This case held that, in the absence of specific legislation, a DAO is likely to constitute a general partnership. A general partnership insinuates that there is no separate legal existence, and the court failed to understand how a smart contract would avoid legal accountability for the actions or omissions of a DAO. Members of a DAO cannot essentially avail themselves of the benefits of a limited liability partnership or company without incorporating as such. Being a general partnership narrows down the liability of the members, thus exposing their claims for damage.

This raises the question of how a DAO would be read into the Indian legislative framework. Going by the rationale of the judgement in Sarcuni, the Indian courts would also be likely to adopt a similar understanding of an unregistered DAO. Pursuant to Section 4 of the Partnership Act, 1932, a partnership is the relationship between persons who have agreed to share the profits of a business carried on by all or any of them acting for all. Section 5 of the act further stipulates that the partnership must always arise from a contract. Considering that DAOs are governed primarily by smart contract, the members can be construed as a relationship between persons who have agreed to share the profits arising from the DAO. It can be held that within the current legal framework, a DAO not registered as a Limited Liability Partnership can be considered as a “partnership” within the ambit of the Partnership Act, 1932.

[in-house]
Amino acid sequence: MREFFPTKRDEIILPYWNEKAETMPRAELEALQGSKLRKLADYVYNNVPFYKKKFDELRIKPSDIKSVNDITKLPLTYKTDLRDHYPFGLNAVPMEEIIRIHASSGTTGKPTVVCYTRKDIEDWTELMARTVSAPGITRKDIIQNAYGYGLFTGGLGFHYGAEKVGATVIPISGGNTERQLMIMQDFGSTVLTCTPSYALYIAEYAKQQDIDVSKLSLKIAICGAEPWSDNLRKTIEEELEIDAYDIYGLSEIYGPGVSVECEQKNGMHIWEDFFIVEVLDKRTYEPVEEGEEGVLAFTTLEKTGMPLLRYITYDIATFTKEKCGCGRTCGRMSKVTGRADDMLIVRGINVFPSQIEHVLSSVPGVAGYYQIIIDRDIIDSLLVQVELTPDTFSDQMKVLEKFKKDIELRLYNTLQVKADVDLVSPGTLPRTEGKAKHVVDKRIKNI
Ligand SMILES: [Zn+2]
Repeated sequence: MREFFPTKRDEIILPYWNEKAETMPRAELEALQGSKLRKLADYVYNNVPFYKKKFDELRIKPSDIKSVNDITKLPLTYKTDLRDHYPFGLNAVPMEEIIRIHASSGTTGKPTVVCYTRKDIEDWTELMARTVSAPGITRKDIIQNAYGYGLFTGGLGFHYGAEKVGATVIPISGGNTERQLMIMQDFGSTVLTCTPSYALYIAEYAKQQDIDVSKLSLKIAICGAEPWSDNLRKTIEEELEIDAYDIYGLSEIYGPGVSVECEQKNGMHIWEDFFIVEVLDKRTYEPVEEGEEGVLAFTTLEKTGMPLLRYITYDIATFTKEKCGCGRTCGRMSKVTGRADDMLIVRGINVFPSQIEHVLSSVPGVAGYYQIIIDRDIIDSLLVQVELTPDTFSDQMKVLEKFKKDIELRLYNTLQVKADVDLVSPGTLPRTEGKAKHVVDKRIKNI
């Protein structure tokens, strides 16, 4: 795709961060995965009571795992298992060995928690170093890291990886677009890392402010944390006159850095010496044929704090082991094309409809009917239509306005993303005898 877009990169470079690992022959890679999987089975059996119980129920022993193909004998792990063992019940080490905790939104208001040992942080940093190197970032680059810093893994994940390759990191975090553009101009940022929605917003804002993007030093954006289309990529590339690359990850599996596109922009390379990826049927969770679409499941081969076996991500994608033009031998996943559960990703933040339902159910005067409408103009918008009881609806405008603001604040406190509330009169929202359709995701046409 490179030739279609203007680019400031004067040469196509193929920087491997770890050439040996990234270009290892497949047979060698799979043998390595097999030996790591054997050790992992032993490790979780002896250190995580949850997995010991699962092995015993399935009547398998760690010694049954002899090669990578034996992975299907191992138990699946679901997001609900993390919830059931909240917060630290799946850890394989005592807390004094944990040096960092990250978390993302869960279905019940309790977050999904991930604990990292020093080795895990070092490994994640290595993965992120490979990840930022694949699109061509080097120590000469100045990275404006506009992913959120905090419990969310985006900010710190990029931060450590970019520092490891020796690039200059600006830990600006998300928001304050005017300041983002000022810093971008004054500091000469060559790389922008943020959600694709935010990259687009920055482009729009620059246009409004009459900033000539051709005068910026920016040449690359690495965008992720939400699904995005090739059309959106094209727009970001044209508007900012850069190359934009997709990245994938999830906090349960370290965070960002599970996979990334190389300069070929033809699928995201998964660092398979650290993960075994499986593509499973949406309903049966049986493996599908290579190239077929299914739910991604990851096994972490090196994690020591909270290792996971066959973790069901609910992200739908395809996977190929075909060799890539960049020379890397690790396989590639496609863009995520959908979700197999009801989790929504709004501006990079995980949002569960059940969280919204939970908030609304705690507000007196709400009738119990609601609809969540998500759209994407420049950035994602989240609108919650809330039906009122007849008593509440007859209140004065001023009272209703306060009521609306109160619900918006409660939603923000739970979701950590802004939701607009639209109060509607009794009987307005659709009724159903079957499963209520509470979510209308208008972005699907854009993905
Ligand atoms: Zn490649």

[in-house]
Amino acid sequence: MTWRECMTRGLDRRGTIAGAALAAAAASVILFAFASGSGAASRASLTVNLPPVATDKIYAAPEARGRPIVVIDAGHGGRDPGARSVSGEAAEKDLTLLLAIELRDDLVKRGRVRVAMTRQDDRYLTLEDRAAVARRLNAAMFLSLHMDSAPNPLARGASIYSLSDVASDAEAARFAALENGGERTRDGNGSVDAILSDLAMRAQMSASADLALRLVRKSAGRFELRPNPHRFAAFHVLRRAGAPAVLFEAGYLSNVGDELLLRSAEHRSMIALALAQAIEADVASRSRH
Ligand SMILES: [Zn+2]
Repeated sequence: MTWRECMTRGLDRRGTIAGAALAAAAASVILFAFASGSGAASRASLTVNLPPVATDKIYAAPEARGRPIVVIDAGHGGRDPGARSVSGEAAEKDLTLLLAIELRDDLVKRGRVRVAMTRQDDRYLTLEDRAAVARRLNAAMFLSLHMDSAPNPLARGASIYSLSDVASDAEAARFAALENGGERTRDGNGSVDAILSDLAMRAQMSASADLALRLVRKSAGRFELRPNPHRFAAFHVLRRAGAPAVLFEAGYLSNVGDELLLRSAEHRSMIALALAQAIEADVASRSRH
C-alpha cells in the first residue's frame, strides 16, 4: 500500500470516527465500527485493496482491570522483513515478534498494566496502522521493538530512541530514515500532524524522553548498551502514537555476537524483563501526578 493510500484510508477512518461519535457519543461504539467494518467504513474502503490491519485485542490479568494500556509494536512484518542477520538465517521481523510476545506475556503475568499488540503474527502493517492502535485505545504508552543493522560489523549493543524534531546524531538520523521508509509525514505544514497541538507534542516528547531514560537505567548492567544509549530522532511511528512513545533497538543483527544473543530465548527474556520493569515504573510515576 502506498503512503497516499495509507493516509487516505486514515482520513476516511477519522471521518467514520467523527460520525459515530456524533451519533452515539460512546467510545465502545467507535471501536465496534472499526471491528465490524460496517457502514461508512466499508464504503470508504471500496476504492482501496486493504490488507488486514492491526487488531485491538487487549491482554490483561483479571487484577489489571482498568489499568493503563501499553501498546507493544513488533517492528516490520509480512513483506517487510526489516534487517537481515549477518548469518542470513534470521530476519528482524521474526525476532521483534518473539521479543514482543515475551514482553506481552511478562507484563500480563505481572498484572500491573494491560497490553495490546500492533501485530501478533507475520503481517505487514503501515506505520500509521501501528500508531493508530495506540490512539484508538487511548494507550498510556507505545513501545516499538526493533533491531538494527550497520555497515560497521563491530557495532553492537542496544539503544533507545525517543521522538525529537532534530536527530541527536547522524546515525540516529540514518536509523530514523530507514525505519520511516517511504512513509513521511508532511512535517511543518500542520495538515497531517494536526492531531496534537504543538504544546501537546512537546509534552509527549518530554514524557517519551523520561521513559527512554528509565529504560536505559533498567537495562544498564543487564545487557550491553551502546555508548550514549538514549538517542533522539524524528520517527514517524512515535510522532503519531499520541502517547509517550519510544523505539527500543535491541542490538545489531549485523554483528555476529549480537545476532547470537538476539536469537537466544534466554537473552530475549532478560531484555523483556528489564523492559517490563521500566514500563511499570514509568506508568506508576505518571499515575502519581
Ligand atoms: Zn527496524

However, looking into the inclusion of DAO’s being read into the ambit of a Limited Liability Company’s through legislation such as the Wyoming Supplement raises the question of whether, in the Indian context as well, DAOs can be read into the ambit of a Limited Liability Partnership.